Working with Gender Diversity: Trans, cis, non-binary and beyond
Saturday 19 October 2019 - Ireland
Led by Dr Meg-John Barker
We are in the midst of a massive moral panic about gender. We know that it is closely related to mental health struggles such as high rates of suicide, addiction, and violence among men, and high rates of depression, anxiety, body image, and self-esteem issues among women. However, attempts to question rigid binary notions of gender or to see gender as something that can be more flexible and fluid are often regarded as highly threatening.READ MORE...
This day will endeavour to clarify what gender is, how it works, and how it relates to the mental health of our clients, drawing on the most recent scientific, historical/sociological, and therapeutic thinking in this area. It will provide a safe-enough space to ask all your questions about this complex, confusing, and fast-changing area. It will consider what gender-affirmative therapy might look like for all clients – cisgender or trans, male, female or non-binary.
SPEAKERSDr Meg John Barker, ,
Registration and coffee
What is gender? How does it work? How does gender “out there” in wider culture relate to gender “in here” in relation to our gender identities, expressions, and experiences? Drawing on their books How to Understand Your Gender and Queer: A Graphic History Meg-John kicks off the day by overviewing the history, sociology, psychology, and biology of gender, and how all of these things fit together. There’s an opportunity to consider our own understandings of gender, and those of our therapeutic approaches, as well as exploring gender as part of our wider intersectional make-up. The point will be made that we need to reflect on our own relationship to gender in order to work with clients around gender – and related – topics.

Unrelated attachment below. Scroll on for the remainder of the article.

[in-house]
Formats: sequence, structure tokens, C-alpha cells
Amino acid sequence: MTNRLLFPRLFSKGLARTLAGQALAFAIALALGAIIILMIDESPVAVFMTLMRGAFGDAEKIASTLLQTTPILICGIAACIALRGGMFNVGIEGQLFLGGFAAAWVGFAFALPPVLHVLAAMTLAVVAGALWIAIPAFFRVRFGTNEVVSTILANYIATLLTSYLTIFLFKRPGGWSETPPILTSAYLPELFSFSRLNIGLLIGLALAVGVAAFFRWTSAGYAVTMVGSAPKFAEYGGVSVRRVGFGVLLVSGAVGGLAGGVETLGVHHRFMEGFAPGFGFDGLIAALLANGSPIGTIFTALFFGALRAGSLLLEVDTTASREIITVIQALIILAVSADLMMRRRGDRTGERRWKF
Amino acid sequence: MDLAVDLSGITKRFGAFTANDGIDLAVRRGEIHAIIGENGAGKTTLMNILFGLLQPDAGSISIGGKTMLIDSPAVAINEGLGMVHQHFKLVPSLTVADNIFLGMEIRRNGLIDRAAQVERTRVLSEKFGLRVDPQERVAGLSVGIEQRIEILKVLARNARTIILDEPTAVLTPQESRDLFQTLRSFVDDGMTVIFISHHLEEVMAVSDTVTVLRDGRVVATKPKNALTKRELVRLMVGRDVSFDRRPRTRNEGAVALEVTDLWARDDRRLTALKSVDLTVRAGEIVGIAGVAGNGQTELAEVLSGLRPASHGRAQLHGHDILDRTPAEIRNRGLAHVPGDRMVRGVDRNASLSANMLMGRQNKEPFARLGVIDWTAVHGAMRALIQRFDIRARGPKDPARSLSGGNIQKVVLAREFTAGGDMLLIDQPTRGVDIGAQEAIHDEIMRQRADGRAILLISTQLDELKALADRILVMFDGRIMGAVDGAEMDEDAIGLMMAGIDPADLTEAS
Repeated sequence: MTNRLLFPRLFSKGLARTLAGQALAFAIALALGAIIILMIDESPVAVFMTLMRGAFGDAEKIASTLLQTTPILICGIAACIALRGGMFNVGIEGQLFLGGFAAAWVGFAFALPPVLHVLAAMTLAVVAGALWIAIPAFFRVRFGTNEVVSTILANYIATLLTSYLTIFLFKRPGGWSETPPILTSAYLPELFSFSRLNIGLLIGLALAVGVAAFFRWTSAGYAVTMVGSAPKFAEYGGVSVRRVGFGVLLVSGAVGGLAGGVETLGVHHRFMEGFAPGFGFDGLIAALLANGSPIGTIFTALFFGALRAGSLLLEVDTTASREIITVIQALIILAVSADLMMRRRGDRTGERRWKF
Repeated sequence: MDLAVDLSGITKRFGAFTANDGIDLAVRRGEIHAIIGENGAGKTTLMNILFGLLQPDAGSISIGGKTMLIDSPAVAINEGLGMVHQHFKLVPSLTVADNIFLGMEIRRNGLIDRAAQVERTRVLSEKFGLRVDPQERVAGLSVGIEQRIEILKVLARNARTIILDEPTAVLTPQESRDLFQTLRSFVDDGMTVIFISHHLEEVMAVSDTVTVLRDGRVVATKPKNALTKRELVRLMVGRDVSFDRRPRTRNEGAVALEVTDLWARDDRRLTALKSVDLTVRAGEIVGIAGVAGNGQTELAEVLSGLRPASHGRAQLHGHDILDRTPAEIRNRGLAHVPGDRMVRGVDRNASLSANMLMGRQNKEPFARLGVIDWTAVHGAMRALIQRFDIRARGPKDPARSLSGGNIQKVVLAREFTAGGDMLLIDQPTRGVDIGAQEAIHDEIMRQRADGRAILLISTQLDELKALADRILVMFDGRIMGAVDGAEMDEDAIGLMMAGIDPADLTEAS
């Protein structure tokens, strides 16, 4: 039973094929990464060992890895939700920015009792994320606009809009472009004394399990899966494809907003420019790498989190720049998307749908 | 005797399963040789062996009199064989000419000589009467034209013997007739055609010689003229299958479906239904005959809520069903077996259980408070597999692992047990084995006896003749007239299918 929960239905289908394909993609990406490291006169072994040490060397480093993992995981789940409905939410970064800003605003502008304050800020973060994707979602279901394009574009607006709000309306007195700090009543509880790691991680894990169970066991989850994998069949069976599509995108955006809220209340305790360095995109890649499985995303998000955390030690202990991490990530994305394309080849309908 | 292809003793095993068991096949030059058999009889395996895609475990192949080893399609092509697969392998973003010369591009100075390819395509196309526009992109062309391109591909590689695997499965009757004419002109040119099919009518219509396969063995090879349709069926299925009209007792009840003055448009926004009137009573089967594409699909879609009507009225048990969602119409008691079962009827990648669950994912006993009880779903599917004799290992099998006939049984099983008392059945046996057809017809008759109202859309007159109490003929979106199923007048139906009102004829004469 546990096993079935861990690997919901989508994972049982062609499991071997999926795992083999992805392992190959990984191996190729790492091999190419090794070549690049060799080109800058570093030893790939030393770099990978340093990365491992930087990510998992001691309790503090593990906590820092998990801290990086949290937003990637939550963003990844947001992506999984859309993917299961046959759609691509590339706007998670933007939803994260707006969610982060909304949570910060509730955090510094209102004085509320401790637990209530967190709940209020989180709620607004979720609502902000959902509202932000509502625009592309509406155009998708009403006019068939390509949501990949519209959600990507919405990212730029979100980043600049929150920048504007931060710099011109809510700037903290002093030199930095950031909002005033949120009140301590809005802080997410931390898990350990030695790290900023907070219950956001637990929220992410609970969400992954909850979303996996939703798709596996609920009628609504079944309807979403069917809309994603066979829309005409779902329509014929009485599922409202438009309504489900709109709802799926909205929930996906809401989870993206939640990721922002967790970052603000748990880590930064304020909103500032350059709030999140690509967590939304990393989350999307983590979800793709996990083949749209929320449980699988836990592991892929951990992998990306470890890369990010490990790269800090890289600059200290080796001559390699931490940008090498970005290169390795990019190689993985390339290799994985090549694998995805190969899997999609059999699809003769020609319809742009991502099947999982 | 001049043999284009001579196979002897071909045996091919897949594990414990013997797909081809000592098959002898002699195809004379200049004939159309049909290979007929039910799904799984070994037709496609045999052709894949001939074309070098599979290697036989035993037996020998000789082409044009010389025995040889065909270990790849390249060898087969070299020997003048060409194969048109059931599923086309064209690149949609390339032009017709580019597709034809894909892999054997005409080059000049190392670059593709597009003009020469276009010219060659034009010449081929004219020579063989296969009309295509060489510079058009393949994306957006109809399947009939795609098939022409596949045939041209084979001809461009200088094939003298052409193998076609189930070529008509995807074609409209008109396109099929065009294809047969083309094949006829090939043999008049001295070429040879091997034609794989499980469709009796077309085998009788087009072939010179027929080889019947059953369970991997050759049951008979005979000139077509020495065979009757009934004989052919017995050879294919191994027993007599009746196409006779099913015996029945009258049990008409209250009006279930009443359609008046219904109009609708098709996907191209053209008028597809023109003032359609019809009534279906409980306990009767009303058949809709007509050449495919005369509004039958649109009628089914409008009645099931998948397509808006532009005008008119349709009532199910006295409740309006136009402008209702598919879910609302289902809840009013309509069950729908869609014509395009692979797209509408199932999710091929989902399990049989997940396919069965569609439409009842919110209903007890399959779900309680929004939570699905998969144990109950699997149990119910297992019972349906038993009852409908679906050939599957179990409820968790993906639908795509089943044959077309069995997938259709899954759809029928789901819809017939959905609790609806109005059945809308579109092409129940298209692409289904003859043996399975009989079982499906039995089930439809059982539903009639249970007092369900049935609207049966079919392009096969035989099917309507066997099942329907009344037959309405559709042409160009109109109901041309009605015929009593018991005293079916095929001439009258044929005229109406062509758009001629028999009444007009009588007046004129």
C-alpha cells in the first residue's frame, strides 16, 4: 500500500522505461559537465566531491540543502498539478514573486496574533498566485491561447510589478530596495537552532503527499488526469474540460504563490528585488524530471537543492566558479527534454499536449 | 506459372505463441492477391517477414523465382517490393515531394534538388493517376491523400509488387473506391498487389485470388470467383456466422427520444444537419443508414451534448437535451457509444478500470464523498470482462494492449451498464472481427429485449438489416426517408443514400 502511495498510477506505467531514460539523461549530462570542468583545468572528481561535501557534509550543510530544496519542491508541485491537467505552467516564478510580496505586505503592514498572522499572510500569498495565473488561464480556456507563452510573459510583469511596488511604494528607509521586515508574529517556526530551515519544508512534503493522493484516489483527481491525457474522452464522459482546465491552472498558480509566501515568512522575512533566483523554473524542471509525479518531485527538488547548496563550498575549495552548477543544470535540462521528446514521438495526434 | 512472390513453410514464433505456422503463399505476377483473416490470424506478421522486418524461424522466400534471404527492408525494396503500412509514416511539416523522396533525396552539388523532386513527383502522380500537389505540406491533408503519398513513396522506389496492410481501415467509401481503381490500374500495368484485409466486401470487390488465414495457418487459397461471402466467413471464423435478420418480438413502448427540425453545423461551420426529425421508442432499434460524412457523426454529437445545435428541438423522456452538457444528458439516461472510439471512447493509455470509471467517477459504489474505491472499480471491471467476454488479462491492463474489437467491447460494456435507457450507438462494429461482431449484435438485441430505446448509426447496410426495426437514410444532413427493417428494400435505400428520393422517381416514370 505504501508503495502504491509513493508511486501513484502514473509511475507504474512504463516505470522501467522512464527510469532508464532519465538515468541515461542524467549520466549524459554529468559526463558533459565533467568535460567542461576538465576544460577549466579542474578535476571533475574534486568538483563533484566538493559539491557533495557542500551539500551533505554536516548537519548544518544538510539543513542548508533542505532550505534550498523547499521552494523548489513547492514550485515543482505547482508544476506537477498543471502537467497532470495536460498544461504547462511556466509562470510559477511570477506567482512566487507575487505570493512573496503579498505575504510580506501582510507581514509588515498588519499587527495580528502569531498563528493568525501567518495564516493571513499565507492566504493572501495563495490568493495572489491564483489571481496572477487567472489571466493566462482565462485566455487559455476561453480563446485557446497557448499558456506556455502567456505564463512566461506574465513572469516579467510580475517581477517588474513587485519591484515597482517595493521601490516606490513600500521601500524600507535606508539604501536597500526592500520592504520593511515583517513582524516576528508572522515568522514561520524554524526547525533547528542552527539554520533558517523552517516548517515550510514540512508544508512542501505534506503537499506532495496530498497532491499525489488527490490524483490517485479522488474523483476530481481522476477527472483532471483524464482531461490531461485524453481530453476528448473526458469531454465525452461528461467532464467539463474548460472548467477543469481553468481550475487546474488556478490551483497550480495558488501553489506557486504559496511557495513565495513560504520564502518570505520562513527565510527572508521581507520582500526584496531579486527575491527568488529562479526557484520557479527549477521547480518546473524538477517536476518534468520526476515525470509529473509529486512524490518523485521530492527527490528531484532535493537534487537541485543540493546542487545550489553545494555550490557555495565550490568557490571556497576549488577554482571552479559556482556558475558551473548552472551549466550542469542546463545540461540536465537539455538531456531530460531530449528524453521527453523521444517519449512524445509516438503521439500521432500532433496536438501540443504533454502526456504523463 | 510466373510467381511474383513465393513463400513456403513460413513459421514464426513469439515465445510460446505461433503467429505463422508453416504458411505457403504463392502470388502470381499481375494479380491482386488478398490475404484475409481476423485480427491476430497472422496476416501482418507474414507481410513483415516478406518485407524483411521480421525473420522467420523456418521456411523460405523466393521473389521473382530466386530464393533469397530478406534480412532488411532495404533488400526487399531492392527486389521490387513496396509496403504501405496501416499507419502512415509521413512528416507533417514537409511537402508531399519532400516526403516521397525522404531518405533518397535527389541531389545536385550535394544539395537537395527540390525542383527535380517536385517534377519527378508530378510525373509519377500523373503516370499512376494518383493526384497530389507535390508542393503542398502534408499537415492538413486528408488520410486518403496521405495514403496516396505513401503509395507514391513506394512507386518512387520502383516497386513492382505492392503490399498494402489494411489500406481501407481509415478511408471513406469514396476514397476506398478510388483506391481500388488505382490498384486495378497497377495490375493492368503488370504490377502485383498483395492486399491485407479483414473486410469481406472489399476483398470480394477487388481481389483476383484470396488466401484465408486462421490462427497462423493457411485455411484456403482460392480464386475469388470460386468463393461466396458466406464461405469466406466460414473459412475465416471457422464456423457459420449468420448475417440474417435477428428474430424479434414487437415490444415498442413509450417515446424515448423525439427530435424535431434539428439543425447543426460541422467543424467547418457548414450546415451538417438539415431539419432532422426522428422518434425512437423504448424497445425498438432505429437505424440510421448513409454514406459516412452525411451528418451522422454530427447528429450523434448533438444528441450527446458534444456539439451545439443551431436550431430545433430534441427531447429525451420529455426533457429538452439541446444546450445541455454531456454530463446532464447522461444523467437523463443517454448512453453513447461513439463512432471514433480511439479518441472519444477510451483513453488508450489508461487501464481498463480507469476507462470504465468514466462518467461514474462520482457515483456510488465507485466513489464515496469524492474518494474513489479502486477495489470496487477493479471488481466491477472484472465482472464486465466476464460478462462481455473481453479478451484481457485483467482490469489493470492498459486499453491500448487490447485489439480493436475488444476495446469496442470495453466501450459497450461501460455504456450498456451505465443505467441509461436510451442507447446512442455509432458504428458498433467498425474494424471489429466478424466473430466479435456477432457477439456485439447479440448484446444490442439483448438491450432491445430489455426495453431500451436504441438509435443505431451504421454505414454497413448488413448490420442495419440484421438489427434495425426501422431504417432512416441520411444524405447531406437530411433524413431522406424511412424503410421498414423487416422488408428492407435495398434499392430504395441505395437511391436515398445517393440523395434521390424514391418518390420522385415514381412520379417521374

Cisgender – why gender is relevant to ALL our clients
Training on gender often focuses on trans – and sometimes non-binary – people, but gender is equally relevant to our cis clients (those who are not trans or non-binary). The links between toxic masculinity and mental health are clear, both in relation to suicide and addiction rates among men and the knock-on effects of men’s violence on other people. Similarly social norms of femininity are related to the high levels of depression, anxiety, and body image struggles in women. While cultural norms of masculinity and femininity are equally relevant to trans and cis clients, cis clients may well feel pressure to hold onto them particularly rigidly. In this session we’ll unpack gender stereotypes and how they impact people, exploring the effect they have on ourselves and on our clients.
Trans – working with clients in the midst of a moral panic
Every week there are multiple negative news stories perpetuating damaging myths about trans people and how they are treated within healthcare and elsewhere. In this talk we will consider the wider culture of transphobia that trans people are embedded in, particularly in relation to marginalisation stress and mental health struggles. Meg-John will address common myths which are circulating as well as considering experiences that fall under the trans umbrella beyond stereotypical representations. They will also discuss the Memorandum of Understanding against conversion therapy as it applies to trans people, and overview what gender affirmative therapy looks like.
Non-binary – beyond male and female
Over the last five years the idea that gender goes beyond male and female has finally reached popular understanding, and non-binary (NB) gender has become increasingly visible in mainstream and social media. The rapid changes in this area can leave many feeling confused and uncertain about how to work with clients across gender diversity. This talk will clarify what non-binary gender is, and the different experiences and identities that fall under the NB umbrella. It will consider the historical and cultural precedents for viewing gender as something other than binary, as well as highlighting the main issues faced by NB people and how therapists and counsellors might support clients through these.